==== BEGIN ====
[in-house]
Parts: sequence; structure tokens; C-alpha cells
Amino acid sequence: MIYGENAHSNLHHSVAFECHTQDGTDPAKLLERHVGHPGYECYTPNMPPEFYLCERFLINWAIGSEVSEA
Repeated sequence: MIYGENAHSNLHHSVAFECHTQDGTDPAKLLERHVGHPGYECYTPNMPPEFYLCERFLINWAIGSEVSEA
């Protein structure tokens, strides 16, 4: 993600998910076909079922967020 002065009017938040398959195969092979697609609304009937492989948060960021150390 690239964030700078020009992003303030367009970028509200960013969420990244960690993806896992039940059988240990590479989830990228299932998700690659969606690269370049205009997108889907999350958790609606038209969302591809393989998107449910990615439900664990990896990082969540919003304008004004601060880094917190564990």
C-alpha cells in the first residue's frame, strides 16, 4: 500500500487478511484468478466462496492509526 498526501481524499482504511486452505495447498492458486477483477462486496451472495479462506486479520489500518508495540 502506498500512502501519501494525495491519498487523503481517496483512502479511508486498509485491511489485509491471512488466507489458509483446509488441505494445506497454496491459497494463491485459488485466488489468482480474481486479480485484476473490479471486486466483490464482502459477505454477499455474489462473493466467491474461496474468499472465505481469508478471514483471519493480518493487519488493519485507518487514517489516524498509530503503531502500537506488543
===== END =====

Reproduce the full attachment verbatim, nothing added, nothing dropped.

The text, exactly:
[in-house]
Parts: sequence; structure tokens; C-alpha cells
Amino acid sequence: MIYGENAHSNLHHSVAFECHTQDGTDPAKLLERHVGHPGYECYTPNMPPEFYLCERFLINWAIGSEVSEA
Repeated sequence: MIYGENAHSNLHHSVAFECHTQDGTDPAKLLERHVGHPGYECYTPNMPPEFYLCERFLINWAIGSEVSEA
């Protein structure tokens, strides 16, 4: 993600998910076909079922967020 002065009017938040398959195969092979697609609304009937492989948060960021150390 690239964030700078020009992003303030367009970028509200960013969420990244960690993806896992039940059988240990590479989830990228299932998700690659969606690269370049205009997108889907999350958790609606038209969302591809393989998107449910990615439900664990990896990082969540919003304008004004601060880094917190564990």
C-alpha cells in the first residue's frame, strides 16, 4: 500500500487478511484468478466462496492509526 498526501481524499482504511486452505495447498492458486477483477462486496451472495479462506486479520489500518508495540 502506498500512502501519501494525495491519498487523503481517496483512502479511508486498509485491511489485509491471512488466507489458509483446509488441505494445506497454496491459497494463491485459488485466488489468482480474481486479480485484476473490479471486486466483490464482502459477505454477499455474489462473493466467491474461496474468499472465505481469508478471514483471519493480518493487519488493519485507518487514517489516524498509530503503531502500537506488543